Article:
12 September 2023

When it comes to espionage techniques, China lets a thousand flowers bloom

By Eamonn Butler

Rishi Sunak has raised ‘strong concerns’ with the Chinese Premier after a young parliamentary researcher with links to security minister Tom Tugendhat and the Foreign Affairs Committee chair Alicia Kearns was arrested amid reports that he has been spying for China.

But the PM knows that this is just the thin end of a very big security wedge and that the old-fashioned techniques of getting yourself into places of power is nothing compared to the sheer volume of cyber-spying that China specialises in. And he knows that the UK’s response to China’s ‘increasingly sophisticated’ spying operation is ‘completely inadequate’, 50 Chinese students have ‘left’ (read: ‘been booted out of’) the UK after MI5 warned that it was well aware of Chinese intellectual property (IP) espionage in our universities.

Indeed, universities and research organisations, with their valuable intellectual property and technical data, are a key target for China. Students come over, bringing juicy tuition fees. There are now over 150,000 in UK universities, nearly double the number ten years ago, with a disproportionate number of those in research-based institutions and programmes.

The universities are also targeted by ‘businesspeople’ who give them millions to establish research centres. But it’s a cheap way of getting inside knowledge on product formulas, blueprints and other IP. Investment in our manufacturing companies, too, is a quick route to gather information on data, business plans, suppliers, and customer lists. And that is all before you get to the snooping on political institutions and communications.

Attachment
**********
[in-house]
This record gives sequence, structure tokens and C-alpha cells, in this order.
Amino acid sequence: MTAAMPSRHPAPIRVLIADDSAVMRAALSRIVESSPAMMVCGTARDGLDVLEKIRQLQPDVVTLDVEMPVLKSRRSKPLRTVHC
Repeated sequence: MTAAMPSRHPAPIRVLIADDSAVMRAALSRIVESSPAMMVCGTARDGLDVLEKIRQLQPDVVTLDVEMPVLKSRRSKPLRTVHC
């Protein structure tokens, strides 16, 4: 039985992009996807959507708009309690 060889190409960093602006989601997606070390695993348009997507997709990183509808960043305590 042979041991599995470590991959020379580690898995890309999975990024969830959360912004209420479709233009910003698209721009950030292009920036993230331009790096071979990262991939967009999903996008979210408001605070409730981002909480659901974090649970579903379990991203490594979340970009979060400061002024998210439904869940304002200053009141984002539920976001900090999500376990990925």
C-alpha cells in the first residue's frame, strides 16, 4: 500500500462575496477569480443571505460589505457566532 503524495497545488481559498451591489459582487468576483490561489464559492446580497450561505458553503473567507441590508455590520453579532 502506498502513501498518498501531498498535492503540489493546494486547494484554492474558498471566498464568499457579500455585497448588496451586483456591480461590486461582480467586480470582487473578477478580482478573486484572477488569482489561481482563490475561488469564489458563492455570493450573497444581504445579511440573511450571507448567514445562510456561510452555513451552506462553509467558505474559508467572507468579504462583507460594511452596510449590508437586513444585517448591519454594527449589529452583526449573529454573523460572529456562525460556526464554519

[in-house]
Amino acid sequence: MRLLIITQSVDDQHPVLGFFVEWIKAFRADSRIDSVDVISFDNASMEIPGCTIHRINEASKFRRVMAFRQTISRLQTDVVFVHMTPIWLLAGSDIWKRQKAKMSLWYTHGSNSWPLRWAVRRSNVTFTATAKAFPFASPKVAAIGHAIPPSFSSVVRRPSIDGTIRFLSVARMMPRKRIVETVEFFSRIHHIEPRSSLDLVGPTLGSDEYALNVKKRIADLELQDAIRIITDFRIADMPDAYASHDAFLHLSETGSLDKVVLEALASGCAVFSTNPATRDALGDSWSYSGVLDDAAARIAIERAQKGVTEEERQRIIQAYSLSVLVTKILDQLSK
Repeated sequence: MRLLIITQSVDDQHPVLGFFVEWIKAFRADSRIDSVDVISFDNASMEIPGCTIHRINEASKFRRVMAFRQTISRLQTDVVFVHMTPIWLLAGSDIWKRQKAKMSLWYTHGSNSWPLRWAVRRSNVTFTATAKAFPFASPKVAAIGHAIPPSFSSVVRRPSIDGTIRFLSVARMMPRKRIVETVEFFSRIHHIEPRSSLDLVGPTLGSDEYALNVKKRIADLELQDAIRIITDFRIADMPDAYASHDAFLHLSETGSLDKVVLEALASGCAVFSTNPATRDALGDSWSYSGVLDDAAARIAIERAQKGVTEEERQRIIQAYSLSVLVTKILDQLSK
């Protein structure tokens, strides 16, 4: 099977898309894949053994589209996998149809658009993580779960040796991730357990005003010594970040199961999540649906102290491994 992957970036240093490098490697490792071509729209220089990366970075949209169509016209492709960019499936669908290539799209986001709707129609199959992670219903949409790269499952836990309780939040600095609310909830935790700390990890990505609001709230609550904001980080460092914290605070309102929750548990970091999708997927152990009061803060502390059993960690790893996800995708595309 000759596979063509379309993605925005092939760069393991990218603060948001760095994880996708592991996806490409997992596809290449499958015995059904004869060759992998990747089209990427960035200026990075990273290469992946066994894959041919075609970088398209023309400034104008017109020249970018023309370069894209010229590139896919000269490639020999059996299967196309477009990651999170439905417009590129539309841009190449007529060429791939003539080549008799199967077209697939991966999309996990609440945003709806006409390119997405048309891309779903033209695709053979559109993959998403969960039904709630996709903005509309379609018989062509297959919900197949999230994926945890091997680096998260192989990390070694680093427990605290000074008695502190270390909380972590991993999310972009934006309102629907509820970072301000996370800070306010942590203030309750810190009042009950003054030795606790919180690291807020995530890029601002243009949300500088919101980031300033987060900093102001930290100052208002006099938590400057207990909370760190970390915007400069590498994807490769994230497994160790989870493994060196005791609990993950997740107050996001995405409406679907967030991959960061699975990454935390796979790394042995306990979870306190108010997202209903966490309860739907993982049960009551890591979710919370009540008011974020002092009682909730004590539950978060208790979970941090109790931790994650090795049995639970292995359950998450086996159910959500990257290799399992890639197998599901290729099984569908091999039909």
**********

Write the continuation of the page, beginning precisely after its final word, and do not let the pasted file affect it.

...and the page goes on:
Plus, of course, military intelligence, for which China has plenty of capacity – with its Military Intelligence Department, General Staff Department, Third Department of the People’s Liberation Army, Signals Intelligence, Joint Staff Department and Strategic Support Force. Defence industries, emergency services, manufacturing, energy systems, transport, water, financial services, government offices, even nuclear facilities, are all the targets of Chinese hackers.

The spying techniques of today are just as diverse. Everyone knows of the honey trap – the attractive person who befriends you, and with whom you share your thoughts about what’s happening at work, but who is really a spy. A variant on this is ‘seeding’, to place someone who comes to be relied on in an institution – like Parliament – where they can soak up everything that’s going on.

But technology moves on. There’s the ‘thousand grains of sand’ technique – where the Chinese gather large volumes of seemingly unimportant dates, which together produce some piece of critical information about a country’s systems. There are even concerns that our household ‘Made in China’ appliances are picking up what we say. You might not think there is much to be gained from the banal everyday conversations in most domestic homes, but you would be wrong. Information about how people use products and what they want can give manufacturers a competitive edge. One friend of mine reported that he was talking to his partner about getting a new kitchen appliance; ten minutes later, without either of them doing anything about it online, up pops a social media ad for exactly that. And that friend is a cyber-security expert. He has no doubt what’s going on.

The first step to countering all this is to be aware that it’s happening. Our institutions should ask a few security experts exactly what the risks are. Proper training and learning from past (and other people’s) experience is vital.

You might argue that spying is a constant part of life and always has been. And sure, Russia and other hostile countries (plus a few ‘friendly’ ones) do this sort of thing all the time. It’s just that the Chinese State is particularly good at it and particularly well equipped to do it, as well as particularly willing to throw money at the exercise – with large investments in critical infrastructure all around the world. And there are plenty of poorer countries willing to take the bait, and unfortunately plenty of universities in richer ones too.

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Eamonn Butler is Director of the Adam Smith Institute.

Columns are the author's own opinion and do not necessarily reflect the views of CapX.